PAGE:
Higher levels of ambient Ozone (O3) have been associated with cardiovascular (CV) and respiratory mortality [1, 2]. Severity of health effects of O3 experienced by individuals with pre-existing diseases or other determinants may be larger than among other individuals [3]. Knowledge on susceptible populations is important for providing relevant guidelines for air quality standards protecting significant susceptible groups within the general population. In an attempt to identify such groups, some studies have explored age differences and reported elderly [3, 4, 5, 6] and children [7] as populations with higher risk. Susceptibility according to sex or other sociodemographic characteristics [3, 4, 8] have also been explored but with mixed results. Previous studies that have explored the impact of pre-existing diseases on the susceptibility to O3 mortality have for example used surrogates for pre-existing diseases using secondary diagnosis of death [3] or have considered total mortality rather than cause-specific mortality, both factors affecting accurate identification of susceptible populations [3, 6, 8, 9]. The pre-existing diseases that conferred increased susceptibility in these studies were not fully consistent from study to study but centered around diabetes, atrial fibrillation and atherosclerotic diseases. In addition, there is some evidence to suggest that susceptibility factors to O3 mortality are more important in cities with low air pollution concentrations [3].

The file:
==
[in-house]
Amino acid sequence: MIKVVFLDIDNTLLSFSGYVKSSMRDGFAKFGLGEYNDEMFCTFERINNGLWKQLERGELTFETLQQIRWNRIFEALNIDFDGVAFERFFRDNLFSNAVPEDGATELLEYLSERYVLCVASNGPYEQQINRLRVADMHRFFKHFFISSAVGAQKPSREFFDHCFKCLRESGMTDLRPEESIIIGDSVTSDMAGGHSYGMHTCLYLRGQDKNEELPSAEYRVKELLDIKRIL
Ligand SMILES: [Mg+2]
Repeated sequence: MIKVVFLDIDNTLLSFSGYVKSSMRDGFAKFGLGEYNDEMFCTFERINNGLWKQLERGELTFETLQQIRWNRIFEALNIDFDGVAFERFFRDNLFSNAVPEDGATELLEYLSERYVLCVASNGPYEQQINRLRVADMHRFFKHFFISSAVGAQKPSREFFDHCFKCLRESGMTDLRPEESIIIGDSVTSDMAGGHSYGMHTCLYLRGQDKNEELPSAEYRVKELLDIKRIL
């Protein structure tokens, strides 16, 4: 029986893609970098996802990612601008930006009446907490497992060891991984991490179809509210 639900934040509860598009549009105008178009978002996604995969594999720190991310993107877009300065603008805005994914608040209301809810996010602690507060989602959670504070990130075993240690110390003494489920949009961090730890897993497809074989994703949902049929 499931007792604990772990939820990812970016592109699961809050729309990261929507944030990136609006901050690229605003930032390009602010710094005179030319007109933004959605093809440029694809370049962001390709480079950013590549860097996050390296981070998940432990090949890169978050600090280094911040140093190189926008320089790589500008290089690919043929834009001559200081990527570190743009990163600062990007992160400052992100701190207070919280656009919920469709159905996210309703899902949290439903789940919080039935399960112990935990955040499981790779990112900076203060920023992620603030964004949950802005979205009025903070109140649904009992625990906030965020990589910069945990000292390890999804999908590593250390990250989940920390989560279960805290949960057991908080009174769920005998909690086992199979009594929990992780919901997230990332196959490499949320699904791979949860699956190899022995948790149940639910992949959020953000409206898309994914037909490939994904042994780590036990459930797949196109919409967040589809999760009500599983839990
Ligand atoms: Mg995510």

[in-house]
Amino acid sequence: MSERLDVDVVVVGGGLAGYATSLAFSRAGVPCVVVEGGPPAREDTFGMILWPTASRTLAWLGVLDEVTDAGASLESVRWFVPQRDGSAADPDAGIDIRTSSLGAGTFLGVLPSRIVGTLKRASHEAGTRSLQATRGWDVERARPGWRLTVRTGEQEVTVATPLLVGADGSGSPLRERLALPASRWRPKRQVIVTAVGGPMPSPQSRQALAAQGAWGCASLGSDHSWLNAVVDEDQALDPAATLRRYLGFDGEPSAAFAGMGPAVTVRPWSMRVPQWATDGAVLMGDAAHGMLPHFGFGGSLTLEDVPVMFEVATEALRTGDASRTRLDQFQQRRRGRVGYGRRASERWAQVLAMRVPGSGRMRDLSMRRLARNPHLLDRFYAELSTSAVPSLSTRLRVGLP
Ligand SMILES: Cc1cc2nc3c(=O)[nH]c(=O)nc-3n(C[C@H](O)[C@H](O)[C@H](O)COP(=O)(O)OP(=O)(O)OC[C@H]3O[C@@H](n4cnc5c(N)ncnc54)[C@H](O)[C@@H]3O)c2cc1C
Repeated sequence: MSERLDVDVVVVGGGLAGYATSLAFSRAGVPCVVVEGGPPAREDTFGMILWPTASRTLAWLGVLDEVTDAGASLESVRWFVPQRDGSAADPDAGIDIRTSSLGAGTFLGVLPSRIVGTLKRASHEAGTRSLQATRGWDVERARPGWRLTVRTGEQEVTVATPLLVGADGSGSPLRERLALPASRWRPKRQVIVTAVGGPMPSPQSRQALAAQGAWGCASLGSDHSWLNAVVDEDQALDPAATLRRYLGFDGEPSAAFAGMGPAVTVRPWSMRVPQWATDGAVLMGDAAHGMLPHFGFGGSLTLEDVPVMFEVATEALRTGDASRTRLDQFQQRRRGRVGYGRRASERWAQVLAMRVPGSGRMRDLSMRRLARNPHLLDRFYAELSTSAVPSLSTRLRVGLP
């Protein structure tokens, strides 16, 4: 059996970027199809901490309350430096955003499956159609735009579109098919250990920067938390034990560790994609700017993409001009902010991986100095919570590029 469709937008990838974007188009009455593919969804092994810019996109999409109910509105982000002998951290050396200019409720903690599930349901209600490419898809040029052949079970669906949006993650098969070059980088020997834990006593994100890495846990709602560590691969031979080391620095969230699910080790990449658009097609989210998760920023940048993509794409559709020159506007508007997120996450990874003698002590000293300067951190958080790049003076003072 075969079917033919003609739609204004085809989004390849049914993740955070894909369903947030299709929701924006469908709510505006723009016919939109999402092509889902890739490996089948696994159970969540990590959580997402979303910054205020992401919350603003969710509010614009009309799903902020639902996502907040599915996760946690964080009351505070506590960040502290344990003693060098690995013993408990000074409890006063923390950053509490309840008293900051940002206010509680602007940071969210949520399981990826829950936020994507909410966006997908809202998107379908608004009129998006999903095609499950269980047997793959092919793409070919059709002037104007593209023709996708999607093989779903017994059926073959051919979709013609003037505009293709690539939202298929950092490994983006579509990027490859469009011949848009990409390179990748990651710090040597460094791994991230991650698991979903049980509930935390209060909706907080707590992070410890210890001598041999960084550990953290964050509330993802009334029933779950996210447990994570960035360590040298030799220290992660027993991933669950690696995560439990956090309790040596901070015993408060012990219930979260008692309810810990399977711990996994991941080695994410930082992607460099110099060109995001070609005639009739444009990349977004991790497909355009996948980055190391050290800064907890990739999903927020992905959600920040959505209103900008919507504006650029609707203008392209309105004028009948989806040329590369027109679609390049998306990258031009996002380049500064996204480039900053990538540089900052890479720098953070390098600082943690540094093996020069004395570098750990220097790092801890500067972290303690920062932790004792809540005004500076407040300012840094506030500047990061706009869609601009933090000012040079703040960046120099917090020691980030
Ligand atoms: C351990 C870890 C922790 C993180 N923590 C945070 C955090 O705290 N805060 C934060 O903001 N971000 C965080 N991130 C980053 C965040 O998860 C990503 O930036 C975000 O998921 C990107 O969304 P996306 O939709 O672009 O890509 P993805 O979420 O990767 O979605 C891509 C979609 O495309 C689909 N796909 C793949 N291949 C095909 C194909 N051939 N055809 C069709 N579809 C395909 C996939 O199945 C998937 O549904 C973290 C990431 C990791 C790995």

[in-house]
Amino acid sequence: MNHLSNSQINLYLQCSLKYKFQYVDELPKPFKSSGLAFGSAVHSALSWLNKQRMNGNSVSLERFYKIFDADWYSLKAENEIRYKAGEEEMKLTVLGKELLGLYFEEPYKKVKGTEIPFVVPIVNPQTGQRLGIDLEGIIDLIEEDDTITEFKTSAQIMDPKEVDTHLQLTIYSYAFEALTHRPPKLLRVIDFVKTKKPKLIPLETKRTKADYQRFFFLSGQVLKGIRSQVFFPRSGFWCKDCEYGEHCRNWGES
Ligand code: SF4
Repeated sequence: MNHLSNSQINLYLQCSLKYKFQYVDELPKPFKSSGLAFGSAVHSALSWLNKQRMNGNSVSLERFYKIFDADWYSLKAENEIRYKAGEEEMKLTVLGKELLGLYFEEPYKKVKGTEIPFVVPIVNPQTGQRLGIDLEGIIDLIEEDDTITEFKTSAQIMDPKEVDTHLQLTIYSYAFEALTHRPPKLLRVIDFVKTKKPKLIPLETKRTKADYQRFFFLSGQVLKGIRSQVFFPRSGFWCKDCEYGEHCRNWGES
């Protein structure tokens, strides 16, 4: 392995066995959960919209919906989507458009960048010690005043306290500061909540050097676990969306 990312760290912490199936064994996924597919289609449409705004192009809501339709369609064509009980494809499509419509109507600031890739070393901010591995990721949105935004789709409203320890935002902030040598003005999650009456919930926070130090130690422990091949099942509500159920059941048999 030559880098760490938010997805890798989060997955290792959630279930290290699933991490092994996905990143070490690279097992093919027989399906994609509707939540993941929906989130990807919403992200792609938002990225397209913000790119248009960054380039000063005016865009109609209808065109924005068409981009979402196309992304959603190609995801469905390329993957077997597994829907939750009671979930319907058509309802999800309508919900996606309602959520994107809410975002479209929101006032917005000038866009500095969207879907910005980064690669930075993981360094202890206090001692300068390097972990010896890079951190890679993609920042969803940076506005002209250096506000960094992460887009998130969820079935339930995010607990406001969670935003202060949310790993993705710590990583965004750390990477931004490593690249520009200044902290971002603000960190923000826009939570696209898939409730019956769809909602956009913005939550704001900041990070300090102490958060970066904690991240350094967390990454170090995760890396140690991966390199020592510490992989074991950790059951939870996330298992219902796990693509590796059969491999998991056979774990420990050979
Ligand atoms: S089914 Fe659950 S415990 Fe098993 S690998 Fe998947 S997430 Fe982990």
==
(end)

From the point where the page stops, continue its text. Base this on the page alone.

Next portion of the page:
Illness related to CV or respiratory diseases resulting in hospitalizations such as ischemic heart disease events, exacerbations of chronic obstructive lung disease (COPD), and diabetes are likely to be harbingers of CV or respiratory mortality and may be markers of susceptibility to the effects of O3. In a previous study from Stockholm, we observed association between 2-day levels of O3 and risk of non-traumatic mortality and this risk was higher among individuals with previous hospitalizations for acute myocardial infarction (AMI) [8]. We therefore hypothesized that individuals with previous hospitalizations for AMI, other CV diseases, respiratory diseases, and diabetes would carry higher risks of CV mortality per incremental increase in short-term O3 exposure compared to the risk in the overall population. Likewise, we hypothesized that individuals with previous hospitalizations for COPD, pneumonia, or other respiratory diseases would carry higher risks of respiratory mortality per incremental increase of short-term O3 exposure compared to the risk in the overall population. Consequently, in the present study we aimed to investigate the role of previous hospitalizations on the associations between short-term exposure to O3 and CV and respiratory mortality. In the setting of the low-level pollution environment of Stockholm, Sweden, we made use of the well-validated Swedish death registry and inpatient registry [10] to include all deaths in Stockholm and all hospitalizations in Sweden to study these associations using continuous monitoring of ambient air pollution concentrations.